Today, every area of healthcare has a public health agenda. That is, every area of healthcare except palliative care! Palliative care would benefit from a public health approach by developing a wider community context in which palliative care services can make their contributions. A public health approach takes the responsibility of palliative care from a few highly trained specialists to a community that considers it “everybody’s business.”

Public Health Palliative Care is also known as Health Promoting Palliative Care (HPPC) and was developed as a social movement. The underlying philosophy behind HPPC is the international charter for public health, known as the Ottawa Charter for Health Promotion. It was established in 1986, and is based on 5 core principles:

  • Building public policies that support health
  • Creating supportive environments
  • Strengthening community action
  • Developing personal skills
  • Reorienting health services

HPPC places emphasis on community development and partnerships across all sectors to empower communities, instead of emphasizing the responsibilities of health services as the primary advocate or deliverer of care for death, dying, loss and bereavement. A fundamental goal of a HPPC approach is to build community capacity such that access to “palliative care’ is enhanced across Canada.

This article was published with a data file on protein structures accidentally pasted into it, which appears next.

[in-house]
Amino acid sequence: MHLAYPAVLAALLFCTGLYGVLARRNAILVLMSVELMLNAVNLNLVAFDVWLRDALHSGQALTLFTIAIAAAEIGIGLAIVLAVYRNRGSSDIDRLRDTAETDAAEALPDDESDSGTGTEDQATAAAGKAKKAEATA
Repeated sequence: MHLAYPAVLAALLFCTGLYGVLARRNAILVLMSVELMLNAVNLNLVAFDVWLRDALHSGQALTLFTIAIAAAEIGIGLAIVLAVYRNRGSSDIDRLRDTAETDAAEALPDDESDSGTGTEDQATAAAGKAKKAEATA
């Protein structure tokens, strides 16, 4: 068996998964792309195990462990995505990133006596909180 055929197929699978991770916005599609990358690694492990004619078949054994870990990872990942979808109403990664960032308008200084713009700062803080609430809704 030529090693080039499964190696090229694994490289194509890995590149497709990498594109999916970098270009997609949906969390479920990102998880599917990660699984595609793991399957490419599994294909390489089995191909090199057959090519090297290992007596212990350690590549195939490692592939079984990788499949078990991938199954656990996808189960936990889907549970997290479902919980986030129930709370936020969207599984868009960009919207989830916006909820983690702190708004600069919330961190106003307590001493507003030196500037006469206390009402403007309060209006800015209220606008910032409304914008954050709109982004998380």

Compassionate Communities (CC) – the HPPC theory of Practice

The Compassionate Cities/Communities model is a theory of practice for HPPC. In many jurisdictions around the world where HPPC has been embraced, the Compassionate Cities/Communities model as developed and published by Dr. Alan Kellehear and colleagues is the actual model being used. Based heavily on the success of the WHO Healthy Cities model, CCs treat palliative and end-of-life care as a community responsibility and creates partnerships between the community and services. The goal is to bridge gaps in the community, especially those involving social care. These gaps include inadequate and inequitable access to care, inadequate support for caregivers, lack of clear accountability for this care across systems of care, and lack of real integration of care.

Compassionate Communities Projects in Action

Where around the world are examples of successful CC project and initiatives? What steps did they take to take this concept through to application? Illuminating and learning about existing international CC projects is a great way to start to make CC projects a reality for Canada. Here are a sample with links to learn more: